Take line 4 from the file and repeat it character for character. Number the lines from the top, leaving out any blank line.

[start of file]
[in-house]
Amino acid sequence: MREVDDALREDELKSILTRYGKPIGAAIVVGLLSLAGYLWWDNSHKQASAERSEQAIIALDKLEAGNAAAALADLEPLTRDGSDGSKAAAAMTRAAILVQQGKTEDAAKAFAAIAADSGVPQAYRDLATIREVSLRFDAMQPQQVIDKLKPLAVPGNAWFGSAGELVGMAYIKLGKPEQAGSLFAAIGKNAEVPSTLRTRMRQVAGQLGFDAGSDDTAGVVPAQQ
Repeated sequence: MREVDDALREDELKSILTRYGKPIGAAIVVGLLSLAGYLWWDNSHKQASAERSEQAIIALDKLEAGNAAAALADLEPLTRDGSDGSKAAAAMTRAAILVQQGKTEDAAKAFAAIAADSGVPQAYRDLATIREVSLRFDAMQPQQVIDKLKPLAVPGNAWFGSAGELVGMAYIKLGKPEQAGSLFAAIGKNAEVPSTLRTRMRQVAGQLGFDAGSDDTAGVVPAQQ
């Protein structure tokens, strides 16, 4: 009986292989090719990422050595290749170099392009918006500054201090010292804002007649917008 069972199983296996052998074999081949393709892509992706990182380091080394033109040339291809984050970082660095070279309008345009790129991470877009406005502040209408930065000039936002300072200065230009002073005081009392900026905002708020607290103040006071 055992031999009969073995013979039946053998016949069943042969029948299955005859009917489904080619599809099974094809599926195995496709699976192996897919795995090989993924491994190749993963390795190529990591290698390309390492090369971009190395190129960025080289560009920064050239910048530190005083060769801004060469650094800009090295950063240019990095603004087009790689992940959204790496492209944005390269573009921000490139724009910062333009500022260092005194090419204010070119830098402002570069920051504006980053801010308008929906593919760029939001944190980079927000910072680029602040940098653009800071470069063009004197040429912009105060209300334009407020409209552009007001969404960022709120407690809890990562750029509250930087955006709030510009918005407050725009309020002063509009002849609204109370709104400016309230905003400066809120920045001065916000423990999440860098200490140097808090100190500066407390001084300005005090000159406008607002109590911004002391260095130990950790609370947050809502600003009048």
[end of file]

């Protein structure tokens, strides 16, 4: 009986292989090719990422050595290749170099392009918006500054201090010292804002007649917008 069972199983296996052998074999081949393709892509992706990182380091080394033109040339291809984050970082660095070279309008345009790129991470877009406005502040209408930065000039936002300072200065230009002073005081009392900026905002708020607290103040006071 055992031999009969073995013979039946053998016949069943042969029948299955005859009917489904080619599809099974094809599926195995496709699976192996897919795995090989993924491994190749993963390795190529990591290698390309390492090369971009190395190129960025080289560009920064050239910048530190005083060769801004060469650094800009090295950063240019990095603004087009790689992940959204790496492209944005390269573009921000490139724009910062333009500022260092005194090419204010070119830098402002570069920051504006980053801010308008929906593919760029939001944190980079927000910072680029602040940098653009800071470069063009004197040429912009105060209300334009407020409209552009007001969404960022709120407690809890990562750029509250930087955006709030510009918005407050725009309020002063509009002849609204109370709104400016309230905003400066809120920045001065916000423990999440860098200490140097808090100190500066407390001084300005005090000159406008607002109590911004002391260095130990950790609370947050809502600003009048």